Diet and IBD. It’s a controversial topic to cover, as each patient’s relationship with food and drink is unique. One person’s trigger food can be another person’s safe food. To make things even more challenging, evidence-based research on the topic is seriously lacking. That being said—it can still be interesting to read about how other people living with IBD navigate diet. So, I interviewed five IBD advocates about their approach to diet and nutrition.
Remember, what works for them might not work for you. And if you’re thinking about making any major changes to your diet, always loop in your doctor.
Keep a Food Diary
Keri Ann Flaccomio, age 29, Crohn’s disease, Paramus, New Jersey
Instagram: @keriannecdotes, Twitter: @keriannecdotes
I record what I eat each day and make notes as to what bothers me, what doesn’t, how many times I go to the bathroom and more, says Flaccomio. This might help you and your doctor identify your trigger foods, she says.
When Flaccomio is having a hard time with diet, she tries cutting out foods that tend to make her flare and, once she’s feeling better, she slowly reintroduces things a little at a time, noting how her body reacts.
“The time to be adventurous with your food choices is when you’re not on a schedule and have the ability to get home or to a bathroom should something bother you.”
Make Your Favorite Meals IBD-Friendly
Brooke Abbott, age 35, ulcerative colitis, Los Angeles, California
Instagram: @crazycreolemama, Twitter: @CrzyCreoleMommy
After undergoing J-pouch surgery for ulcerative colitis, Abbott went through an intense trial and error with her diet—and she discovered some off-limit foods like quinoa and brown rice. She still takes pleasure in eating good food, but she modifies certain foods that may exacerbate her UC symptoms.
“I drink a low acid organic coffee. If I’m out, I’ll drink a mild roast with added hot water,” says Abbott. She also avoids foods that have a membrane or skin—like bell pepper and corn—that doesn’t break down easily.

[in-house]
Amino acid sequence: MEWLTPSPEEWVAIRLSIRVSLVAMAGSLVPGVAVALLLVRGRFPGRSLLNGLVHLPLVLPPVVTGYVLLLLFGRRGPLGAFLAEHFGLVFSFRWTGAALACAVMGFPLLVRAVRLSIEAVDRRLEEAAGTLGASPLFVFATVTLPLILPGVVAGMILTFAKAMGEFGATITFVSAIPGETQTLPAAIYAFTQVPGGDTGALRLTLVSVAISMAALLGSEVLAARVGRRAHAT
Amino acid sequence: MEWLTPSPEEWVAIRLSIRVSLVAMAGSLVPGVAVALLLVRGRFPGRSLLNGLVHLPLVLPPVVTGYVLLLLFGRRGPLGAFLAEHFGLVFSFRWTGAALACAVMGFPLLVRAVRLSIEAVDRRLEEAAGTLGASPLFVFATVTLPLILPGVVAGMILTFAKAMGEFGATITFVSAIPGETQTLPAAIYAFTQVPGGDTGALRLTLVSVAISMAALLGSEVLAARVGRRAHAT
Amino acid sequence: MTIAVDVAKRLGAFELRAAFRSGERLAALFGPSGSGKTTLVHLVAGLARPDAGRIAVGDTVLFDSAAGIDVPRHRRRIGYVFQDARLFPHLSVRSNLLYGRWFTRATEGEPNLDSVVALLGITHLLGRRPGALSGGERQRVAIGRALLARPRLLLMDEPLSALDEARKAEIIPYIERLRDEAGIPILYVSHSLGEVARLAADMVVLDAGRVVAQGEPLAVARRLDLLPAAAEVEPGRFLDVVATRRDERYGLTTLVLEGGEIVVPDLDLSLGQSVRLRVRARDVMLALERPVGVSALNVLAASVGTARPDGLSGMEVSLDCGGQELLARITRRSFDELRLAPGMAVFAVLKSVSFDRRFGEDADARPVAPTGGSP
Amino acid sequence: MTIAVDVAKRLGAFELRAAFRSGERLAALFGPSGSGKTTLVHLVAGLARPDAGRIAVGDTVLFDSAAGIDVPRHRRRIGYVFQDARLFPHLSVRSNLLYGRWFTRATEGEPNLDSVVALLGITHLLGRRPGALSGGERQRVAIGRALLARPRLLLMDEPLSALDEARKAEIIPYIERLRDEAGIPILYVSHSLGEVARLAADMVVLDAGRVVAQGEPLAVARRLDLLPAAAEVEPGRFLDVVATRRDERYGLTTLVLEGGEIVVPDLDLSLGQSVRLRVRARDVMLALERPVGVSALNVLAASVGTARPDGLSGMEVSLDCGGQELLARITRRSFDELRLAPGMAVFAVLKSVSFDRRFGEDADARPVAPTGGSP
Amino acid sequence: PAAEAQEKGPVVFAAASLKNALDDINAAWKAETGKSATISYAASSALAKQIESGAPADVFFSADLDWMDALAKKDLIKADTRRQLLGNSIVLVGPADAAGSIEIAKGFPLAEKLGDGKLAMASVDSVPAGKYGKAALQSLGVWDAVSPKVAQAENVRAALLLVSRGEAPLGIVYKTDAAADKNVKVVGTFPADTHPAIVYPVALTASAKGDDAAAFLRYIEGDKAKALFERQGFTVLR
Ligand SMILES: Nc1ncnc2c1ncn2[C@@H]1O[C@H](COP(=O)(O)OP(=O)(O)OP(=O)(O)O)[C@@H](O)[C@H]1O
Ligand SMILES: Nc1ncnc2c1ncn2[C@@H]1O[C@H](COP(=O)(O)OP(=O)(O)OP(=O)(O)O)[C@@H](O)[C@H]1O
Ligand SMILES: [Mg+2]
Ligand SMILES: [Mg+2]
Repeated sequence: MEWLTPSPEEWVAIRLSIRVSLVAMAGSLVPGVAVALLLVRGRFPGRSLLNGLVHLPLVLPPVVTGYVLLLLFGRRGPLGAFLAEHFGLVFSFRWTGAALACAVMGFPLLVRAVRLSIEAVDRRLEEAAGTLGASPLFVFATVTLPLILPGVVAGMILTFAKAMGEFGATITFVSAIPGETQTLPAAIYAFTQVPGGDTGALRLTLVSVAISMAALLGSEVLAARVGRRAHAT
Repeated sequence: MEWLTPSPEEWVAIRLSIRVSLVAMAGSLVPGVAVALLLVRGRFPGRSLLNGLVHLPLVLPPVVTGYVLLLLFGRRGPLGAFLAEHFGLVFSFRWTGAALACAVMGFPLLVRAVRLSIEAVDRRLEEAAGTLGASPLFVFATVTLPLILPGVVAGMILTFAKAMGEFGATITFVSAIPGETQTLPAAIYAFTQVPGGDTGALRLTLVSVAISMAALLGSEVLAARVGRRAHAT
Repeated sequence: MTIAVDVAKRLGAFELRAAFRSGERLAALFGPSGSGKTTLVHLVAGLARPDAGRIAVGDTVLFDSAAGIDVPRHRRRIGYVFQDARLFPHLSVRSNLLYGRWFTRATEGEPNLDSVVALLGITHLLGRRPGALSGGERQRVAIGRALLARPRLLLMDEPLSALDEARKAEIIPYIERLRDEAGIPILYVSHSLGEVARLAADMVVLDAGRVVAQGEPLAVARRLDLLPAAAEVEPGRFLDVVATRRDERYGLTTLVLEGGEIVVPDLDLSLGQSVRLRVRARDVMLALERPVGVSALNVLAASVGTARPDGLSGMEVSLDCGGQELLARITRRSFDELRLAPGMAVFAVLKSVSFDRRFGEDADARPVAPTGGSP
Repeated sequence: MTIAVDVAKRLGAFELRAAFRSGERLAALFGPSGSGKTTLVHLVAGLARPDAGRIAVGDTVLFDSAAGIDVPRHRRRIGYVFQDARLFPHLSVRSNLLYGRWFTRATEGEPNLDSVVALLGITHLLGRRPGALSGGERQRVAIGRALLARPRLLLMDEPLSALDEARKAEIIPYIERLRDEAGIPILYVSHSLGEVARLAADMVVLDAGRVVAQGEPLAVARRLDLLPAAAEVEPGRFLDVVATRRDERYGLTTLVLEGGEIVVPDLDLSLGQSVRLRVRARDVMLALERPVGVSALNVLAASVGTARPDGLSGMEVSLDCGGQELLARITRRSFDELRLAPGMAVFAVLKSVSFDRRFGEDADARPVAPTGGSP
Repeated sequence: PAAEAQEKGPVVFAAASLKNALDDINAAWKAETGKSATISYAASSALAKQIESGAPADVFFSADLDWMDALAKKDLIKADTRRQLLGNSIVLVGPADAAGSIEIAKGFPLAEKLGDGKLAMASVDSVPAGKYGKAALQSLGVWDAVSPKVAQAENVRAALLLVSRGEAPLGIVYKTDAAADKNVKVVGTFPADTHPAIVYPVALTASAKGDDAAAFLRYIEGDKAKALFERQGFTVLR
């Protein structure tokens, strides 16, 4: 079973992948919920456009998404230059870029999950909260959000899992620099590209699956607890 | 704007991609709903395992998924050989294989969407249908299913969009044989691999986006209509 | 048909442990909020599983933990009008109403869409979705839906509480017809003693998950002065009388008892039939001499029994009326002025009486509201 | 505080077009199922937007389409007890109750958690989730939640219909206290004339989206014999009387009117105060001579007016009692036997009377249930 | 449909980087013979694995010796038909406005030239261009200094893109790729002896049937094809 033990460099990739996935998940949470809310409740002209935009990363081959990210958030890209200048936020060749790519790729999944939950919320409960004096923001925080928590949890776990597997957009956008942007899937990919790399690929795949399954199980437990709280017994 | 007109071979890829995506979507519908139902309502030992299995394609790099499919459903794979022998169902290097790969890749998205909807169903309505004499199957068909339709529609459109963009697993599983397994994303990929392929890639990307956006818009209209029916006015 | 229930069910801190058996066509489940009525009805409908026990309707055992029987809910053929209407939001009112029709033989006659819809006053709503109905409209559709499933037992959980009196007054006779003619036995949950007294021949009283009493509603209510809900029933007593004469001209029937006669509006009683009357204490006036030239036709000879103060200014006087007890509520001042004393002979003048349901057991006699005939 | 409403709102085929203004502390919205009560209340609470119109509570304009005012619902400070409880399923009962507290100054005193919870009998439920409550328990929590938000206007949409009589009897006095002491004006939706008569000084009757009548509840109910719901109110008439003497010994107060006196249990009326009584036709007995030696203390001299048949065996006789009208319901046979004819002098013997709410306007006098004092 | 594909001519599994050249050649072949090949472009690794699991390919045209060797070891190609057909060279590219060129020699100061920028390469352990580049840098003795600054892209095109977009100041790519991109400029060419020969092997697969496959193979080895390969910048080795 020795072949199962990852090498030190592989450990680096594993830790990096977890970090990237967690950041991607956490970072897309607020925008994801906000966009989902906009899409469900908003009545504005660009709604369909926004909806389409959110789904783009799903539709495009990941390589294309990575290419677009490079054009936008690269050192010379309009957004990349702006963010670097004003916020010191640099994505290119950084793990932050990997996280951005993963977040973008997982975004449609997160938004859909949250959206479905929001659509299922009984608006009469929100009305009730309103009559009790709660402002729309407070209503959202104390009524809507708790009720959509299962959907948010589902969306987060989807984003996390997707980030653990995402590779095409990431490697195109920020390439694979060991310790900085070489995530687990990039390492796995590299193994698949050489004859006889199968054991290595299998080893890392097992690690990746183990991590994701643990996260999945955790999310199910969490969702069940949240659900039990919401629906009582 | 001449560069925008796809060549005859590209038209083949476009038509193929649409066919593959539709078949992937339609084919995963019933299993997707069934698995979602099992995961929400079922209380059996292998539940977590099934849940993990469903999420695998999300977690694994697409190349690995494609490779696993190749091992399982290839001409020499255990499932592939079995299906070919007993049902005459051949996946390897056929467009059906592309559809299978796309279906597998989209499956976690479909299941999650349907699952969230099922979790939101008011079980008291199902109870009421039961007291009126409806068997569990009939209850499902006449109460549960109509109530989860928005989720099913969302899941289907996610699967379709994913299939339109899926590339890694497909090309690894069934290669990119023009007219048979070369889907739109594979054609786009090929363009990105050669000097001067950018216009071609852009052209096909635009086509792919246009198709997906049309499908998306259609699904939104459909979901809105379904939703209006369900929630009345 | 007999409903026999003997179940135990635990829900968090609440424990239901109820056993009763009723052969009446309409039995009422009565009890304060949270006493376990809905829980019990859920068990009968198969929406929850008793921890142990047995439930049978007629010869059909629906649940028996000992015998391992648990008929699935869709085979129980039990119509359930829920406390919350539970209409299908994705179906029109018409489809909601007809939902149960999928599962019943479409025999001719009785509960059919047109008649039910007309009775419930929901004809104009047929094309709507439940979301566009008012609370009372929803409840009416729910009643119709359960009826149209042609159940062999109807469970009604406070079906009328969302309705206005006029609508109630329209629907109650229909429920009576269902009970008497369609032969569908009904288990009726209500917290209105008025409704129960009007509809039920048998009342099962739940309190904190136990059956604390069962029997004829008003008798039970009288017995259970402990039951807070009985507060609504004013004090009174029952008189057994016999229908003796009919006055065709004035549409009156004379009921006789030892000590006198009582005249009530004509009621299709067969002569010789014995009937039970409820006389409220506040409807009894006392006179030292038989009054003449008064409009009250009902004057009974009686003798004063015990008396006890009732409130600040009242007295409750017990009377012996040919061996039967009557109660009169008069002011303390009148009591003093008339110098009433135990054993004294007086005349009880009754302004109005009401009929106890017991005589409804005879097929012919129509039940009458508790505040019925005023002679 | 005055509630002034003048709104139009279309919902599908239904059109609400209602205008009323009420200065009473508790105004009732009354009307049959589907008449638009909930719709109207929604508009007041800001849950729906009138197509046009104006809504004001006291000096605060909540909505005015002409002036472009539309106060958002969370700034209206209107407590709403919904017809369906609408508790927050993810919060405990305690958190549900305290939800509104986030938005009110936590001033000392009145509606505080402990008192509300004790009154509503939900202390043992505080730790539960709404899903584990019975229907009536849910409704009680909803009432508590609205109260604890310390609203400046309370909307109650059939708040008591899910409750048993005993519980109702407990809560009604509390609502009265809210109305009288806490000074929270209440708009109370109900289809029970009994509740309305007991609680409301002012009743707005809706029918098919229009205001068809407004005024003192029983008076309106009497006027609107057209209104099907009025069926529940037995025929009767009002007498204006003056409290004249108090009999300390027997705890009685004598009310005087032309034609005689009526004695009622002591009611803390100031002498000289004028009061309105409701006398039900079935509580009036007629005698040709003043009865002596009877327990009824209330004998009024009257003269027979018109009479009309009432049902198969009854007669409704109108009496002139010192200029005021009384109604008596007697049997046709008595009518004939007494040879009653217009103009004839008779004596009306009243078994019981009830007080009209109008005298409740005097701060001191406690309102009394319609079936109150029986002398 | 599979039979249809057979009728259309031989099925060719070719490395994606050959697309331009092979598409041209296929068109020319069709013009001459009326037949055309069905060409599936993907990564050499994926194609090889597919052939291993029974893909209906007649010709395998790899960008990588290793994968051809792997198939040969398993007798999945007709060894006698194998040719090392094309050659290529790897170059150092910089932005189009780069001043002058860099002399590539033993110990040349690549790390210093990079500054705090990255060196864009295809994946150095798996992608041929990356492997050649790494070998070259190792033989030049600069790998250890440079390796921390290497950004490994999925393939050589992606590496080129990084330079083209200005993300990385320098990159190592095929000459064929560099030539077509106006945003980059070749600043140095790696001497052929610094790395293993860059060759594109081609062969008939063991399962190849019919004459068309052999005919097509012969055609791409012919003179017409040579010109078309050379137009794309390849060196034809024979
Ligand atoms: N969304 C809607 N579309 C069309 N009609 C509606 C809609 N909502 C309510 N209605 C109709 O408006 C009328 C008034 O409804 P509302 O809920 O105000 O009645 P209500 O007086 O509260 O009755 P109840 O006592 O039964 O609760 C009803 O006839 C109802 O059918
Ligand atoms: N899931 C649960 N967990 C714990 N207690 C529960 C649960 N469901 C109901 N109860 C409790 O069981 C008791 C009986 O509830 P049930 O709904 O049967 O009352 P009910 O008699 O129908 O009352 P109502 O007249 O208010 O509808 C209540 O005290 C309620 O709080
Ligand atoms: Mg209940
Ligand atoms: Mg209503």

Abbott also uses an Oral Rehydration Supplement called Drip Drop in her water to keep her hydration up. “And when not eating out or hosting a dinner party, I keep it simple: rice, meat and steamed veggies.”
Pick Nutrient-Rich Foods
Laura Scaviola, age 31, Crohn’s disease, Wallingford, Connecticut
Instagram: @mangiapaleo, Twitter: @MangiaPaleo
Scaviola tries to stick to a nutrient-dense—read: foods packed with vitamins and minerals—unprocessed diet, whenever possible.
Although her relationship with food when flaring versus remission is very different, she considers the nutritional value of each meal she prepares. For example, when flaring, food choices are usually low residue such as bone broth and egg for protein, zucchini, and melon. Food choices while in remission are a more flexible balance of white protein and nutritious vegetables prepared in creative ways like cucumber noodles or shredded chicken stuffed sweet potatoes.
Eat the Right Foods When You Flare
Justin Birnbaum, age 26, Crohn’s disease, Staten Island, New York
“When I’m flaring, the first thing I do is reduce my fiber intake,” says Birnbaum. “I don’t want to make my bowels work any harder than necessary when symptomatic. It’s ironic because healthier dietary choices don’t usually mix with a flare-up.”
“Vegetables are great, but unless they’re cooked or pureed when I’m flaring, they can be difficult to digest,” he adds.
Bobby Frederick, age 36, Crohn’s disease, Washington, D.C.
Since Frederick was diagnosed with Crohn’s in 2010, he’s done quite a bit of his own research to figure out which foods he should avoid and which he should embrace. “You are the best and arguably the only author who can write your food list.”
Frederick says he eats for nutrition and not for taste. “This isn’t always easy, but it’s a good mantra to keep in mind while ordering or preparing food.”
He also stays on top of the latest research and when he sees his doctor and gastroenterologist, asks if they’ve read or heard about any new studies regarding diet and IBD.